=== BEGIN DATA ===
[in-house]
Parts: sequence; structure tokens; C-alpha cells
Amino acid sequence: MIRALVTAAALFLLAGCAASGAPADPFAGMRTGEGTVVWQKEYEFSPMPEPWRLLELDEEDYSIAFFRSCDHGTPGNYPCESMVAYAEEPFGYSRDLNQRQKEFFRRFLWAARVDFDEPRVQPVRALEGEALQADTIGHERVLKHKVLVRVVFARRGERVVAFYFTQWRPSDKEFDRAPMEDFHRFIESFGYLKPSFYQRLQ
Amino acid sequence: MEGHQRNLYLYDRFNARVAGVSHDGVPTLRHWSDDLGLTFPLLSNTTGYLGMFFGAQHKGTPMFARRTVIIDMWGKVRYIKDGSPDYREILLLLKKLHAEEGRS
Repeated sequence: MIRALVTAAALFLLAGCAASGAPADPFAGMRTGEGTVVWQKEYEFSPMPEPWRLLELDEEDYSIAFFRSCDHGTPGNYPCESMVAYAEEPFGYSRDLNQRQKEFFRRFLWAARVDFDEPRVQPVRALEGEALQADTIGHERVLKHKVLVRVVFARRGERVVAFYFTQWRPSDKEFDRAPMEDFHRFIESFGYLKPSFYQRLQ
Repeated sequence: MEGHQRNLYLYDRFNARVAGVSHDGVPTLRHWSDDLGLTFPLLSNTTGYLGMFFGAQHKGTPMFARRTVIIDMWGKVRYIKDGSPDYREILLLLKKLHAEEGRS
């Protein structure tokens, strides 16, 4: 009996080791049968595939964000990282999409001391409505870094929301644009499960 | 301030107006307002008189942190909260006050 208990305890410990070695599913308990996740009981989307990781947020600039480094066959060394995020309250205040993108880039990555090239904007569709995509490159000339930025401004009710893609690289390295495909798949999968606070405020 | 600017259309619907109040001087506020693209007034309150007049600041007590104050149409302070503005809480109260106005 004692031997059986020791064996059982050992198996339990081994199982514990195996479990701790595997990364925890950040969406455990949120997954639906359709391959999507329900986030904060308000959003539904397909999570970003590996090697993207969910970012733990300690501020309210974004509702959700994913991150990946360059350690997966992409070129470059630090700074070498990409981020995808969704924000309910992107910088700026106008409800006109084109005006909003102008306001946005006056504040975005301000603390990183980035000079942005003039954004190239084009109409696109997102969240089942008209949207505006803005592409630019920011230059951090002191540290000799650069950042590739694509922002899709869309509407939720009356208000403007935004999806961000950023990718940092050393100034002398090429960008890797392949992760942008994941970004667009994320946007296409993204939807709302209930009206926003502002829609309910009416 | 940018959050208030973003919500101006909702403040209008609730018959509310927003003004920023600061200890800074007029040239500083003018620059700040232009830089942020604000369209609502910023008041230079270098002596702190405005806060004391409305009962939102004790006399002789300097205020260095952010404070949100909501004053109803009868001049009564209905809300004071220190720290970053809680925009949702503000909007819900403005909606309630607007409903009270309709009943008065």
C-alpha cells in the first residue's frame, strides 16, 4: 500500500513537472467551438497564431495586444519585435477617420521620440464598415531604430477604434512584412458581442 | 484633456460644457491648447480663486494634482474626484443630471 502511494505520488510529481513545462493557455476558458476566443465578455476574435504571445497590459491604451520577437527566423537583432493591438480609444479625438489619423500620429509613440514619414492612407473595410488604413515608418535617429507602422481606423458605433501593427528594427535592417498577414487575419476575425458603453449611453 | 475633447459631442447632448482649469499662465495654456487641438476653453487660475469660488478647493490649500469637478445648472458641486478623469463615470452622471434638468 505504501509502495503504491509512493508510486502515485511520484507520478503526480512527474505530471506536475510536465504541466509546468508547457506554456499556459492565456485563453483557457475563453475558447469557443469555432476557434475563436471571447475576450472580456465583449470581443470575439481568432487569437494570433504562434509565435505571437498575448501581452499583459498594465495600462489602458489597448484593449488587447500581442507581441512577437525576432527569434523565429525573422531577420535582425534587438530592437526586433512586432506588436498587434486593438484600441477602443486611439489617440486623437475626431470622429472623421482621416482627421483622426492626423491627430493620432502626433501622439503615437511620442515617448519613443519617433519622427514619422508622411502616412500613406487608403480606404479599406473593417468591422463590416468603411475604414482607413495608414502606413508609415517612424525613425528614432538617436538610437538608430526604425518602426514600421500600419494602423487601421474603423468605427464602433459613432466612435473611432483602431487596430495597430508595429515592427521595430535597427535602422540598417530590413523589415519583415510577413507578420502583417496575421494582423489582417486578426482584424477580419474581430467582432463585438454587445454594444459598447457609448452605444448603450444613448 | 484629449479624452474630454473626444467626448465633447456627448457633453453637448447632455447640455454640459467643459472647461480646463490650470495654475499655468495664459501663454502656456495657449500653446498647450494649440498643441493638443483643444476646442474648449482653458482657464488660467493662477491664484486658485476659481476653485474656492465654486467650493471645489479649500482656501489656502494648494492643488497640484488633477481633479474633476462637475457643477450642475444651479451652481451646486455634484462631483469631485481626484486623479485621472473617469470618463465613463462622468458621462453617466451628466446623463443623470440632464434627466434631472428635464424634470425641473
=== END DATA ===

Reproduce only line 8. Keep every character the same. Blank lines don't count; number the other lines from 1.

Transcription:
C-alpha cells in the first residue's frame, strides 16, 4: 500500500513537472467551438497564431495586444519585435477617420521620440464598415531604430477604434512584412458581442 | 484633456460644457491648447480663486494634482474626484443630471 502511494505520488510529481513545462493557455476558458476566443465578455476574435504571445497590459491604451520577437527566423537583432493591438480609444479625438489619423500620429509613440514619414492612407473595410488604413515608418535617429507602422481606423458605433501593427528594427535592417498577414487575419476575425458603453449611453 | 475633447459631442447632448482649469499662465495654456487641438476653453487660475469660488478647493490649500469637478445648472458641486478623469463615470452622471434638468 505504501509502495503504491509512493508510486502515485511520484507520478503526480512527474505530471506536475510536465504541466509546468508547457506554456499556459492565456485563453483557457475563453475558447469557443469555432476557434475563436471571447475576450472580456465583449470581443470575439481568432487569437494570433504562434509565435505571437498575448501581452499583459498594465495600462489602458489597448484593449488587447500581442507581441512577437525576432527569434523565429525573422531577420535582425534587438530592437526586433512586432506588436498587434486593438484600441477602443486611439489617440486623437475626431470622429472623421482621416482627421483622426492626423491627430493620432502626433501622439503615437511620442515617448519613443519617433519622427514619422508622411502616412500613406487608403480606404479599406473593417468591422463590416468603411475604414482607413495608414502606413508609415517612424525613425528614432538617436538610437538608430526604425518602426514600421500600419494602423487601421474603423468605427464602433459613432466612435473611432483602431487596430495597430508595429515592427521595430535597427535602422540598417530590413523589415519583415510577413507578420502583417496575421494582423489582417486578426482584424477580419474581430467582432463585438454587445454594444459598447457609448452605444448603450444613448 | 484629449479624452474630454473626444467626448465633447456627448457633453453637448447632455447640455454640459467643459472647461480646463490650470495654475499655468495664459501663454502656456495657449500653446498647450494649440498643441493638443483643444476646442474648449482653458482657464488660467493662477491664484486658485476659481476653485474656492465654486467650493471645489479649500482656501489656502494648494492643488497640484488633477481633479474633476462637475457643477450642475444651479451652481451646486455634484462631483469631485481626484486623479485621472473617469470618463465613463462622468458621462453617466451628466446623463443623470440632464434627466434631472428635464424634470425641473